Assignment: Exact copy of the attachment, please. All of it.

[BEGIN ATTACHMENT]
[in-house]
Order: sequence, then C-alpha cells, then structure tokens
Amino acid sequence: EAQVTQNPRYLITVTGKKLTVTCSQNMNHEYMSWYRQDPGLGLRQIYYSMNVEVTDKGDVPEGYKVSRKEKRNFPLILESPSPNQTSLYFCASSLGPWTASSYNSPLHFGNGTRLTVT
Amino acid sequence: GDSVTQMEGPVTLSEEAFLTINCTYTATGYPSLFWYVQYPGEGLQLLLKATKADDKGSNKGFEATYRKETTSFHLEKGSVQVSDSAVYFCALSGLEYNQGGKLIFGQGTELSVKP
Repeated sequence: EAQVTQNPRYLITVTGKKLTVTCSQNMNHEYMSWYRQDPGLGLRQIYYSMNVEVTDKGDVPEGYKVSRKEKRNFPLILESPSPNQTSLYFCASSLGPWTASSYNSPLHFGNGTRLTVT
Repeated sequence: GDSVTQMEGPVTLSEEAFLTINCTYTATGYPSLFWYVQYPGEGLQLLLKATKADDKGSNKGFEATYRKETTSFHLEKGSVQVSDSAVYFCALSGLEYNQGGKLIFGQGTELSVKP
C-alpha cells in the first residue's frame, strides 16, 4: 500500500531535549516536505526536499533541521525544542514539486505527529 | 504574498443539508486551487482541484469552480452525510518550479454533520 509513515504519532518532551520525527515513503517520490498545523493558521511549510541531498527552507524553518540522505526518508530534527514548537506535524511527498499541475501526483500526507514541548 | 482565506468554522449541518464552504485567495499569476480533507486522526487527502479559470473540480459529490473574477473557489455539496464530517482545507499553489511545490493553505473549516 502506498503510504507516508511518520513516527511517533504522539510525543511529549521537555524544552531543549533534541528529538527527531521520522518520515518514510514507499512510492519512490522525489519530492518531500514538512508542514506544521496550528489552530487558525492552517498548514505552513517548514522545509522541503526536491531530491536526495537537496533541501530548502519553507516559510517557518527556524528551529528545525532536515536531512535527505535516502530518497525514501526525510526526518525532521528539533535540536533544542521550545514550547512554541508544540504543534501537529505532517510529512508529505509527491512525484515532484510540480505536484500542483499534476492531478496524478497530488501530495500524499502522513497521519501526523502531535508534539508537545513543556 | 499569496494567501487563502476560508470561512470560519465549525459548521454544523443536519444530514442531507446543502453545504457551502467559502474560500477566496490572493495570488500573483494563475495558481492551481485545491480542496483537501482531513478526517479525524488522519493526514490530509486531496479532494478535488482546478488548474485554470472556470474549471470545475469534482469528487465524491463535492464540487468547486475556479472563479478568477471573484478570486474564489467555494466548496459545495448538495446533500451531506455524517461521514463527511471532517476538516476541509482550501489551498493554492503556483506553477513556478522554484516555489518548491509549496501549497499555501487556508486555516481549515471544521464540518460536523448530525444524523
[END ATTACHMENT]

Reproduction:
[in-house]
Order: sequence, then C-alpha cells, then structure tokens
Amino acid sequence: EAQVTQNPRYLITVTGKKLTVTCSQNMNHEYMSWYRQDPGLGLRQIYYSMNVEVTDKGDVPEGYKVSRKEKRNFPLILESPSPNQTSLYFCASSLGPWTASSYNSPLHFGNGTRLTVT
Amino acid sequence: GDSVTQMEGPVTLSEEAFLTINCTYTATGYPSLFWYVQYPGEGLQLLLKATKADDKGSNKGFEATYRKETTSFHLEKGSVQVSDSAVYFCALSGLEYNQGGKLIFGQGTELSVKP
Repeated sequence: EAQVTQNPRYLITVTGKKLTVTCSQNMNHEYMSWYRQDPGLGLRQIYYSMNVEVTDKGDVPEGYKVSRKEKRNFPLILESPSPNQTSLYFCASSLGPWTASSYNSPLHFGNGTRLTVT
Repeated sequence: GDSVTQMEGPVTLSEEAFLTINCTYTATGYPSLFWYVQYPGEGLQLLLKATKADDKGSNKGFEATYRKETTSFHLEKGSVQVSDSAVYFCALSGLEYNQGGKLIFGQGTELSVKP
C-alpha cells in the first residue's frame, strides 16, 4: 500500500531535549516536505526536499533541521525544542514539486505527529 | 504574498443539508486551487482541484469552480452525510518550479454533520 509513515504519532518532551520525527515513503517520490498545523493558521511549510541531498527552507524553518540522505526518508530534527514548537506535524511527498499541475501526483500526507514541548 | 482565506468554522449541518464552504485567495499569476480533507486522526487527502479559470473540480459529490473574477473557489455539496464530517482545507499553489511545490493553505473549516 502506498503510504507516508511518520513516527511517533504522539510525543511529549521537555524544552531543549533534541528529538527527531521520522518520515518514510514507499512510492519512490522525489519530492518531500514538512508542514506544521496550528489552530487558525492552517498548514505552513517548514522545509522541503526536491531530491536526495537537496533541501530548502519553507516559510517557518527556524528551529528545525532536515536531512535527505535516502530518497525514501526525510526526518525532521528539533535540536533544542521550545514550547512554541508544540504543534501537529505532517510529512508529505509527491512525484515532484510540480505536484500542483499534476492531478496524478497530488501530495500524499502522513497521519501526523502531535508534539508537545513543556 | 499569496494567501487563502476560508470561512470560519465549525459548521454544523443536519444530514442531507446543502453545504457551502467559502474560500477566496490572493495570488500573483494563475495558481492551481485545491480542496483537501482531513478526517479525524488522519493526514490530509486531496479532494478535488482546478488548474485554470472556470474549471470545475469534482469528487465524491463535492464540487468547486475556479472563479478568477471573484478570486474564489467555494466548496459545495448538495446533500451531506455524517461521514463527511471532517476538516476541509482550501489551498493554492503556483506553477513556478522554484516555489518548491509549496501549497499555501487556508486555516481549515471544521464540518460536523448530525444524523